Today I’m taking off my motorcycle accident attorney hat, or helmet if you will, to bring you some motorcycle facts.
Motorcycles were first developed around the time of the 1860’s in the European countries of Britain, France and Germany.
There is no one person or date to credit for the “invention” of the motorcycle, because at that point in history a number of designers were developing their ideas for a motorized bicycle simultaneously, and in different places.
Motorcycle Facts – The First Motorized Bicycles
Motorcycles were an invention that followed bicycles, so as you might expect, the first designs looked like bicycles with some sort of engine awkwardly attached to them. For some models, the pedals were still present, to provide backup in case of (likely) engine failure.
Early versions were powered by coal-fired steam engines. By all accounts, these were noisy, bumpy, unreliable contraptions!
Motorcycle Facts – Bikes come to America
The first American bike was a steam powered machine and was patented in 1866 by Pierre Lallement. Another American, Sylvester Roper, developed a twin-cylinder “steam velocipede”, in 1866 although his career was cut short when he crashed and died during a demonstration of his motor-powered bicycle in Massachusetts.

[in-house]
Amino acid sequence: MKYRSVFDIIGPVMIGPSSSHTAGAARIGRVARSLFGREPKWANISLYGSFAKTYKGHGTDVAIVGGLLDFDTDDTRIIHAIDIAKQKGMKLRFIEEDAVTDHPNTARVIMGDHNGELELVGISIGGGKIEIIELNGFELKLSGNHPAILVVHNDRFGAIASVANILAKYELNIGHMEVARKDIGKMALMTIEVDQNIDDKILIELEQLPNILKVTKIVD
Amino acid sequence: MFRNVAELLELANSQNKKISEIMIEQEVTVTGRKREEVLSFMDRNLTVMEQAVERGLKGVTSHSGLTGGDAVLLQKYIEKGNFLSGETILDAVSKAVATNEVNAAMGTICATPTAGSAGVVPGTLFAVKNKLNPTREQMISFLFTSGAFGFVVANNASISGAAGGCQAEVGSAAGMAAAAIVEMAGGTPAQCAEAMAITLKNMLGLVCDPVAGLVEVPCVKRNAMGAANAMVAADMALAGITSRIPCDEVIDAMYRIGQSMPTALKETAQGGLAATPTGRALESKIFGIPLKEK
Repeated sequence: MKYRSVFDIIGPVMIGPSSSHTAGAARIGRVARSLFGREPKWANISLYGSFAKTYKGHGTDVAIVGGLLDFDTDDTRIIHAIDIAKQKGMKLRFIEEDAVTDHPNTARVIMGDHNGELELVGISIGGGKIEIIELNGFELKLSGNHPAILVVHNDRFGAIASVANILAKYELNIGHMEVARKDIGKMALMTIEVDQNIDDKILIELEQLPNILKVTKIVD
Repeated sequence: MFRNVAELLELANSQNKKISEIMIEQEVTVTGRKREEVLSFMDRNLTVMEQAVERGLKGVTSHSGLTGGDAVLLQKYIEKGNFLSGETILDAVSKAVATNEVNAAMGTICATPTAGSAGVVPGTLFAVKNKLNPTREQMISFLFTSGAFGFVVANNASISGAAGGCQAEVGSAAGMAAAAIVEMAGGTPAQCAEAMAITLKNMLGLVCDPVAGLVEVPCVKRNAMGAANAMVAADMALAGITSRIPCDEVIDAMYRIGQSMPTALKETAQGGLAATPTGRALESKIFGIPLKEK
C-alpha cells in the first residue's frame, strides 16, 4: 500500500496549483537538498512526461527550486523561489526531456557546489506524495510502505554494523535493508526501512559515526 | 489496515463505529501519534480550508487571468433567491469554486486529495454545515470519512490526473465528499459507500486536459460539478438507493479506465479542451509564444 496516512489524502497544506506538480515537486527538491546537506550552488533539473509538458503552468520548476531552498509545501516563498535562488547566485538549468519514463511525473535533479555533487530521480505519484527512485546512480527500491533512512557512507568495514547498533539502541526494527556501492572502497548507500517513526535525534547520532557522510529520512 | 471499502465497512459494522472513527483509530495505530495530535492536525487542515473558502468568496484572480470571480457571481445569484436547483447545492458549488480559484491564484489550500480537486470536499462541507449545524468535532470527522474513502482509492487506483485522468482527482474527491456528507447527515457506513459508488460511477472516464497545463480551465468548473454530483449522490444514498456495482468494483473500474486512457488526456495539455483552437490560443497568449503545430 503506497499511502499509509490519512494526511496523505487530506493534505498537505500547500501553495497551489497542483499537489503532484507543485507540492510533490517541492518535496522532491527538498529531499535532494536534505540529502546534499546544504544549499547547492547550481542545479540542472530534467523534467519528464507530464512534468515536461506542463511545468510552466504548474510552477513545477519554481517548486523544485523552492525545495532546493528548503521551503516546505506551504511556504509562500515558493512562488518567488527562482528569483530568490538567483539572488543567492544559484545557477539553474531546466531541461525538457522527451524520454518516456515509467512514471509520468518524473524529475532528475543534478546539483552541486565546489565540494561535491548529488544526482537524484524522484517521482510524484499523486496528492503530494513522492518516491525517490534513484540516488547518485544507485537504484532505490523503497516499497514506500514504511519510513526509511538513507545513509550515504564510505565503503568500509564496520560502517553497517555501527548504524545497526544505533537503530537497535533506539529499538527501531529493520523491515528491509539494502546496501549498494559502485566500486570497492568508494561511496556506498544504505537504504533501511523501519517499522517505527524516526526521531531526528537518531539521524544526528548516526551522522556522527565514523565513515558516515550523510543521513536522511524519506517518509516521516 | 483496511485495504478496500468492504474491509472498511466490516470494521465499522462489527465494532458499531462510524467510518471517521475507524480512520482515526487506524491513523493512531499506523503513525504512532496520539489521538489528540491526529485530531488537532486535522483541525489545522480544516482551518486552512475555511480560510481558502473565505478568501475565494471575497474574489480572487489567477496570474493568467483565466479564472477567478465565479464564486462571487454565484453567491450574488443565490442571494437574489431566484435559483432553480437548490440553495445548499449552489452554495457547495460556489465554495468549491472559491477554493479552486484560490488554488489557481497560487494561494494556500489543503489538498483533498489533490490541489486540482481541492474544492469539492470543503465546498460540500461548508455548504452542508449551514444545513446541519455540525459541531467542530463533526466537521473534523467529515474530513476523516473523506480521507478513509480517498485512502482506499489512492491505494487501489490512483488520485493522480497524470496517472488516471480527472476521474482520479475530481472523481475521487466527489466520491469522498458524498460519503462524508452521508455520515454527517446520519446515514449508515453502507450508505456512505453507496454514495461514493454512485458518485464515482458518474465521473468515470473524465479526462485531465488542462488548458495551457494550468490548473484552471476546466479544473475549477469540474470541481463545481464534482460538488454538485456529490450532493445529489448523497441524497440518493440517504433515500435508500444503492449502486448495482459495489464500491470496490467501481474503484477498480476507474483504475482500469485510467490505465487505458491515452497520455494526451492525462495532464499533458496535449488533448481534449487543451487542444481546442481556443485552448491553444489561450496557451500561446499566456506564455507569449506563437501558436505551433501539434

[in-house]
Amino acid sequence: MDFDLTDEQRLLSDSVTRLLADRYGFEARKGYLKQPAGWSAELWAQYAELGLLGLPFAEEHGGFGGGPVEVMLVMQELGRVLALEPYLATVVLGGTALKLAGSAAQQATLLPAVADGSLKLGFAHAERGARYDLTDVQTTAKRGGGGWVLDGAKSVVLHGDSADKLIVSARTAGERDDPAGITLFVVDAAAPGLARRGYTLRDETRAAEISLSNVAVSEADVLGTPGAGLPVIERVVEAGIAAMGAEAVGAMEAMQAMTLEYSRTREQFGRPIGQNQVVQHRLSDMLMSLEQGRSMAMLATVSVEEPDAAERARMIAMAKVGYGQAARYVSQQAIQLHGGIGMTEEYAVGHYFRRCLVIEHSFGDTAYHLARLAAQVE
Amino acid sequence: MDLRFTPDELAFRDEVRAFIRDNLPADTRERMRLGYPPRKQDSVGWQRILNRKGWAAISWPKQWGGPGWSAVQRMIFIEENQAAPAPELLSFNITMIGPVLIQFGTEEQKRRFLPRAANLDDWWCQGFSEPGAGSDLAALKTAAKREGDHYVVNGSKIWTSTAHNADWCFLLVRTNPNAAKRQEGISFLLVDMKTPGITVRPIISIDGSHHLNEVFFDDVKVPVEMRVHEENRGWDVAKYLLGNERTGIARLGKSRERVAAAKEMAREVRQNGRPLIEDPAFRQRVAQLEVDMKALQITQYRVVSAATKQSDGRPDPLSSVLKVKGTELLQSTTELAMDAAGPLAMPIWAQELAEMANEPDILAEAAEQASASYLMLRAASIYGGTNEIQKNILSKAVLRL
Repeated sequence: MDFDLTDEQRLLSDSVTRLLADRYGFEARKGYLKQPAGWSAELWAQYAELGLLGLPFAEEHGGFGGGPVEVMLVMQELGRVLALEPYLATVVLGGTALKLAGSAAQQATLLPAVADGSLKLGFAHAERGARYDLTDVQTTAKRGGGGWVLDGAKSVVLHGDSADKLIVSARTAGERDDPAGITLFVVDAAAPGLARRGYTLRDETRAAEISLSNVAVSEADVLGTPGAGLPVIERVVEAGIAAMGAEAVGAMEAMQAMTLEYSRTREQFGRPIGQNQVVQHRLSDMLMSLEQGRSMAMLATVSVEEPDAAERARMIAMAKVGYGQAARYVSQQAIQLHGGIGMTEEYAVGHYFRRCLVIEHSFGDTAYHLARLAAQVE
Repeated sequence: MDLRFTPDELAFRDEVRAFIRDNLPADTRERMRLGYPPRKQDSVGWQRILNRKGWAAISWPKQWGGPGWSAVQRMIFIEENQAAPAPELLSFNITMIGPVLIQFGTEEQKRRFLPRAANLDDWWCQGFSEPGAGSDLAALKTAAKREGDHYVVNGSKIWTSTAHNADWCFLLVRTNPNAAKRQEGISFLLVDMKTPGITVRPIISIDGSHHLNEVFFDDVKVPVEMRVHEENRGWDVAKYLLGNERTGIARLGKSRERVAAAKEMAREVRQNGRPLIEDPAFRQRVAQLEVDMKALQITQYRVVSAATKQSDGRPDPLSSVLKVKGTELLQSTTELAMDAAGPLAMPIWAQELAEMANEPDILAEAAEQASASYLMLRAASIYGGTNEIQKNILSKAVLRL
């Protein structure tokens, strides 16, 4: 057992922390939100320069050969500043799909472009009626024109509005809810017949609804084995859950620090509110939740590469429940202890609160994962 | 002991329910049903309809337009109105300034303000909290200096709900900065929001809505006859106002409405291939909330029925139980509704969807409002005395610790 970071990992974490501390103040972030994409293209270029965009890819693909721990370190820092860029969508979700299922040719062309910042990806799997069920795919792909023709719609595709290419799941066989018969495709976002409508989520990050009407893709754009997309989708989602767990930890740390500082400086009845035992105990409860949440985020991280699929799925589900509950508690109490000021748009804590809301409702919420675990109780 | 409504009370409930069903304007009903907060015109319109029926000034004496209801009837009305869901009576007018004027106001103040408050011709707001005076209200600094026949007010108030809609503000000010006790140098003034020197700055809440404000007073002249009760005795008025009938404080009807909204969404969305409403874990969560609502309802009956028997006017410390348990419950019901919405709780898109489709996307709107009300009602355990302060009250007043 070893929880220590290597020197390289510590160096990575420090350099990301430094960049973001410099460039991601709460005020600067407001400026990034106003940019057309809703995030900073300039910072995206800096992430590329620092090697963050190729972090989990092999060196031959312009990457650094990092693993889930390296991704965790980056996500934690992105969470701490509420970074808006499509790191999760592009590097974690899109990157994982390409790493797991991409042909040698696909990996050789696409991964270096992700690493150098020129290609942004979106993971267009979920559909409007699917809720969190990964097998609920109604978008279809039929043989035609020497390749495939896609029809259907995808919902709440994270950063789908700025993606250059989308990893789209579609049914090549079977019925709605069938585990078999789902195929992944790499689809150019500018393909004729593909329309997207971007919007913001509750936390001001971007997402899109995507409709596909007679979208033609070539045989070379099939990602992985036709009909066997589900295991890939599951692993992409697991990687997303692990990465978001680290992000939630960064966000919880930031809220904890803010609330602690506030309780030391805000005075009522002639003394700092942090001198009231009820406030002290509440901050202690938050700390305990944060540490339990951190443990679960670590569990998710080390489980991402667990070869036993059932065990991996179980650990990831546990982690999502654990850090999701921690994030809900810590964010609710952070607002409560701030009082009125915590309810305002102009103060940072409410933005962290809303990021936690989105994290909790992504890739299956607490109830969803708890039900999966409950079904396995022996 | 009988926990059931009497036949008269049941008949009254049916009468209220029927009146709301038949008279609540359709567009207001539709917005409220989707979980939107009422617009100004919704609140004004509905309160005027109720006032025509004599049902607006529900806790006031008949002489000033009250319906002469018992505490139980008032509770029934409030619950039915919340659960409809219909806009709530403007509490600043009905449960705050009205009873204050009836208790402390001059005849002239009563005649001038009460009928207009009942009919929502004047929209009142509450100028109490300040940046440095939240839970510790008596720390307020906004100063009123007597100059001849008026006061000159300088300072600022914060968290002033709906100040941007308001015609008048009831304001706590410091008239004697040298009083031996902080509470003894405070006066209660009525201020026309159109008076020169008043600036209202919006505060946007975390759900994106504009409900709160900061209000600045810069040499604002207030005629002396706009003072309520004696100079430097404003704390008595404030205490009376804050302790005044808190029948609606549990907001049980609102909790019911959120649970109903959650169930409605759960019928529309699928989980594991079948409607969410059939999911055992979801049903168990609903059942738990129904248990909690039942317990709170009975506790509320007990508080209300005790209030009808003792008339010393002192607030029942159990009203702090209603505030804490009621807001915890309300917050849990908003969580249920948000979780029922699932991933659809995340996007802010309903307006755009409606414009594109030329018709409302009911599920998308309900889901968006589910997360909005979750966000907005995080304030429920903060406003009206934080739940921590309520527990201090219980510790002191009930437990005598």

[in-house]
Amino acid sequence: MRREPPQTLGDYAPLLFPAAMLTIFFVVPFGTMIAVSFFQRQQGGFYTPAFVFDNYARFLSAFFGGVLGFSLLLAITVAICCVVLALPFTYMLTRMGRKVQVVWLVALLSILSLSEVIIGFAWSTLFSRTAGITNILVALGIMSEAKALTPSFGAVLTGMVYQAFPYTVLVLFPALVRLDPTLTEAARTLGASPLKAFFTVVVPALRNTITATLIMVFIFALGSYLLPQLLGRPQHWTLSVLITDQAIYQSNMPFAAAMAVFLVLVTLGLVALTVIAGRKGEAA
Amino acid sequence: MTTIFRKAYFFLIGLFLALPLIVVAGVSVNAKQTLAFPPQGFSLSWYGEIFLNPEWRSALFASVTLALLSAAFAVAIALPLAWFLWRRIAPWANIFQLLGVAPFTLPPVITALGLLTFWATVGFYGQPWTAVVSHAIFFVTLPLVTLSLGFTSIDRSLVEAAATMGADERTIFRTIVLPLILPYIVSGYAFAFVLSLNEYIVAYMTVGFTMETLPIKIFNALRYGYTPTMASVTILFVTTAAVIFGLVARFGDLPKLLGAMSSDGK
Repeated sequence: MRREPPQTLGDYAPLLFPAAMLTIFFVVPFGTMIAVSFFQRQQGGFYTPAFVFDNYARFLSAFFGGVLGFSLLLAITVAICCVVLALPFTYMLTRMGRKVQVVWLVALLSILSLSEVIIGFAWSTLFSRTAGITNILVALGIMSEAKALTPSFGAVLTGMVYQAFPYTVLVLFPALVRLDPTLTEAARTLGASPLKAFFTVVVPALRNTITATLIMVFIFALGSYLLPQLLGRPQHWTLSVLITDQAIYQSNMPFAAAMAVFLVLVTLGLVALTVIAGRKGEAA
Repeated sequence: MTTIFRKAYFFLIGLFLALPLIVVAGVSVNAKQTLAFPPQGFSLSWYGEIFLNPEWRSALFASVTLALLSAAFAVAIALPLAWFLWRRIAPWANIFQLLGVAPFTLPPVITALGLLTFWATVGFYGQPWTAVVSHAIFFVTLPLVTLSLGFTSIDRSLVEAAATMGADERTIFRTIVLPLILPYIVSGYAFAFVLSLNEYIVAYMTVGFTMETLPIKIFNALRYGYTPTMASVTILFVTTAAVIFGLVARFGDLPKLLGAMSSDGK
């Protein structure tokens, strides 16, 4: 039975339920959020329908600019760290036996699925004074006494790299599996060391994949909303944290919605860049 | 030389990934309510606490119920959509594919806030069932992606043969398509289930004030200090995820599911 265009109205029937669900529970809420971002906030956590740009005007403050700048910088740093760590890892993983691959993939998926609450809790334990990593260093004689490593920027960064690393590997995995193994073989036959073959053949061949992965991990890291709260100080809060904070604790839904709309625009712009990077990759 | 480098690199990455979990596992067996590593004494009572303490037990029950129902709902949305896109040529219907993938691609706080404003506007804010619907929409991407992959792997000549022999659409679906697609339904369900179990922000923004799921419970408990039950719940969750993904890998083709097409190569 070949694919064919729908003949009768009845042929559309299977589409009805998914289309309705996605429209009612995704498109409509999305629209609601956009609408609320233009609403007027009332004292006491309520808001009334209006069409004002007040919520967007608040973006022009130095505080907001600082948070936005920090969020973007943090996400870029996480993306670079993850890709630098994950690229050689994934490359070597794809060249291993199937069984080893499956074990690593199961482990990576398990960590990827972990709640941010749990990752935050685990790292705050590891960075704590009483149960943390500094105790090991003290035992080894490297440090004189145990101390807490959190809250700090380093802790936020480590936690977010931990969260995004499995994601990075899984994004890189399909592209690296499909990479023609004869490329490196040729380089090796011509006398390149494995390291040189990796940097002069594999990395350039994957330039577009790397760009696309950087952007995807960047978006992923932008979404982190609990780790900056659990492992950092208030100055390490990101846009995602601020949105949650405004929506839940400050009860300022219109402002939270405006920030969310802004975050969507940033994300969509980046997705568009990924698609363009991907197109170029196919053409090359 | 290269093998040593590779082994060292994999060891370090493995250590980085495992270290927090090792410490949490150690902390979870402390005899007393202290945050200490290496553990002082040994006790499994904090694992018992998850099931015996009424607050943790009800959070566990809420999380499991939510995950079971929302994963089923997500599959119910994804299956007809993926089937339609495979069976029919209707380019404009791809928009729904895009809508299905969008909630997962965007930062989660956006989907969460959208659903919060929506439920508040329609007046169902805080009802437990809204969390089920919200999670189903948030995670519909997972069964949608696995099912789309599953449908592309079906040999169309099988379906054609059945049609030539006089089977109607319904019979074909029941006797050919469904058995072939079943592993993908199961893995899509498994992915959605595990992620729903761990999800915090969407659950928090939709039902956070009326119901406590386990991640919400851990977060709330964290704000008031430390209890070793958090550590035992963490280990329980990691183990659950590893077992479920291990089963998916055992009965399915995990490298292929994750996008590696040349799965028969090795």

Motorcycle Facts – The Internal Combustion Engine
Experimentation went forward with power sources such as compressed air, mechanized clockwork, and hydrogen gas. It was only when the gas-fueled internal combustion engine was developed by German engineer Gottlieb Daimler in 1885 that motorcycles became a practical means of transportation.
Along with the inflatable tire being invented in the 1890’s, motorized bicycles were on their way.
The Hildebrand & Wolfmuller was the first motorized bicycle available to the public for purchase. This company began production in 1894, although they didn’t last long as they were supplanted by more powerful designs.
E.J. Pennington, an inventor from Milwaukee, Wisconsin, is generally credited with coining the term “motorcycle” for his design in 1895 that was able to travel at speeds up to 58 mph.
Lee D. Gaber, Esquire, is an experienced New Jersey motorcycle accident lawyer, and a motorcycle enthusiast and rider. Please call 1-888-292-5352 (1-888-CYCLE-LAW) for a free consultation if you or someone you love has been injured in a motorcycle accident.